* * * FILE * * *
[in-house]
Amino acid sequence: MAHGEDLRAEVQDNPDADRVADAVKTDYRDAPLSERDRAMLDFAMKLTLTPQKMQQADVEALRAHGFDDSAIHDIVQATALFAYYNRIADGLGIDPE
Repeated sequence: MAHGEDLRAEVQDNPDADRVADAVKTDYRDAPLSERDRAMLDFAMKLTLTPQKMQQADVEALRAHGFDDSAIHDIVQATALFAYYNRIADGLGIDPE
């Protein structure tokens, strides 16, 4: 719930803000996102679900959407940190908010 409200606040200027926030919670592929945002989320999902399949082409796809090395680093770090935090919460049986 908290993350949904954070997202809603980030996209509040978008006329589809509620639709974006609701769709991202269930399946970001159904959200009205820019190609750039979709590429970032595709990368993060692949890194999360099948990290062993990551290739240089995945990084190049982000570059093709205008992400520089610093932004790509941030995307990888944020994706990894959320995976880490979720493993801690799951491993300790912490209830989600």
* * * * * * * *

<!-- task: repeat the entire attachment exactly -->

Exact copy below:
[in-house]
Amino acid sequence: MAHGEDLRAEVQDNPDADRVADAVKTDYRDAPLSERDRAMLDFAMKLTLTPQKMQQADVEALRAHGFDDSAIHDIVQATALFAYYNRIADGLGIDPE
Repeated sequence: MAHGEDLRAEVQDNPDADRVADAVKTDYRDAPLSERDRAMLDFAMKLTLTPQKMQQADVEALRAHGFDDSAIHDIVQATALFAYYNRIADGLGIDPE
């Protein structure tokens, strides 16, 4: 719930803000996102679900959407940190908010 409200606040200027926030919670592929945002989320999902399949082409796809090395680093770090935090919460049986 908290993350949904954070997202809603980030996209509040978008006329589809509620639709974006609701769709991202269930399946970001159904959200009205820019190609750039979709590429970032595709990368993060692949890194999360099948990290062993990551290739240089995945990084190049982000570059093709205008992400520089610093932004790509941030995307990888944020994706990894959320995976880490979720493993801690799951491993300790912490209830989600």